I don’t believe that we in the West can truly comprehend the magnitude of Iranian director Jafar Panahi’s courage and accomplishments as a filmmaker since he was arrested in 2010. Prosecuted for “assembly and colluding with the intention to commit crimes against the country’s national security and propaganda against the Islamic Republic,” he was officially sentenced to six years in prison and forbidden from making films for twenty years. The government has kept the sentence hanging over his head as a form of intimidation. They must be stymied by an artist who refuses to be intimidated.
Panahi’s response began with the defiantly-titled This is Not a Film (2011), which he shot on a friend’s video camera and his own camera phone and smuggled out of Iran in a thumb drive hidden in a cake (call it a cinematic jail break). Then he proceeded to make two more films, which have played around the world.
Those releases found an appreciative audience, apparently, if the Warner Archive Facebook page and Tumblr blog and Warner has continued mining their library of pre-1933 movies, the year the production code went into effect and started censoring Hollywood films in earnest. Here are the most interesting films I’ve been watching from this batch, plus a 2010 Warner Archive that I just caught up with, and which adds another dimension to the pre-code sensibility.
That release is The Last Flight (1931), Hollywood’s “lost generation” film, the story of four World War I fliers discharged after being shot down and injured. They are “spent bullets,” as one officer calls them with some sympathy, unfit for service but unprepared to reenter society. Richard Barthelmess and David Manners headline this one as buddies who survive being shot down but they are too damaged (emotionally and physically) to go back home, where they can’t face the pity sure to be lavished on them. So they live it up in Europe as if there was no tomorrow, drifting from one party and nightclub to another and, in turn, hitting on Nikki (Helen Chandler), a guileless rich girl who takes an interest in looking after these broken, directionless men. Hollywood never managed to get Hemingway or Fitzgerald right in this era (or any era, for that matter), but this film takes a respectable run at the same themes in the Hollywood vernacular: high society meets classic Warner street smarts as four Americans in Paris resort to witty repartee and hard-drinking antics to hide haunted souls. Behind the façade of easy living and knockabout camaraderie is a bleak portrait of the mental and emotional scars left on a generation of men broken the meat grinder of the first modern industrial war.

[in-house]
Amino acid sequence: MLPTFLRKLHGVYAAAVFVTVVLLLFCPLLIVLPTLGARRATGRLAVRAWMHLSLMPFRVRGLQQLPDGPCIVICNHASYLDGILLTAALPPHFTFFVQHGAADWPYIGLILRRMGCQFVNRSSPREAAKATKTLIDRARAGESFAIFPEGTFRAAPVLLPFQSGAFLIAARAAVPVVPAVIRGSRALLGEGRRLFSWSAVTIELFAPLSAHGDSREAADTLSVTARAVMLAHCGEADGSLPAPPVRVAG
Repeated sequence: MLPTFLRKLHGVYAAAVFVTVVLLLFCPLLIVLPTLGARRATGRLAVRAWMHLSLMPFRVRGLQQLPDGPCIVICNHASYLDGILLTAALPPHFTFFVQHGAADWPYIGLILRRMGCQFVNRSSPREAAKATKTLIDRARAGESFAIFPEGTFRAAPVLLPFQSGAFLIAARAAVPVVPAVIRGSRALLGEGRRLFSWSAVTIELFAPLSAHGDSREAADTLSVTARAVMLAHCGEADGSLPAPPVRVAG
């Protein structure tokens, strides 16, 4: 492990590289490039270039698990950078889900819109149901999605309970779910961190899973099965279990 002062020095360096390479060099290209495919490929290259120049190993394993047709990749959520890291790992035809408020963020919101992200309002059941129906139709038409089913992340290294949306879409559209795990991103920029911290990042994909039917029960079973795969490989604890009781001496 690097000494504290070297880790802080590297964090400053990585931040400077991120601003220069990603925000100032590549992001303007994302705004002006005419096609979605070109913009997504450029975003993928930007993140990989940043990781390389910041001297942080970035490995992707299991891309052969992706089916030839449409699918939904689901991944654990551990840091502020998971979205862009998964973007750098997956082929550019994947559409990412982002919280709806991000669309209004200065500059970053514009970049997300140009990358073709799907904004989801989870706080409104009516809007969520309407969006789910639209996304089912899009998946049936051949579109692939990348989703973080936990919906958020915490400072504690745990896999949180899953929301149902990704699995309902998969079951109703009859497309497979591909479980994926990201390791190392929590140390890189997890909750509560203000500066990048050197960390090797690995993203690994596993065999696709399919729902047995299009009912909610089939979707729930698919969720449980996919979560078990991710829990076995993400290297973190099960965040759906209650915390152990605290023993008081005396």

Written by aviator-turned-author John Monk Saunders (of Wings and The Dawn Patrol fame) and directed by German émigré William Dieterle, the film lacks a strong central personality and mostly meanders through the middle but that easy rhythm and directionless story defines their whole situation and sets up the devastating third act, where the group travels to Lisbon for the bullfights. After trying to drown their nightmares in drink, they try to create some kind of emotional sensation beyond crippling depression and give in to their most self-destructive impulses. Whether it’s to kick-start a deadened existence or simply continue to confront death until it finally gets the better of them is unclear, the effect is the same. Where most of the memorable artifacts of pre-code cinema liked to flaunt its defiance of social decorum, The Last Flight makes an effort to shake up and unsettle the viewer, and it succeesds.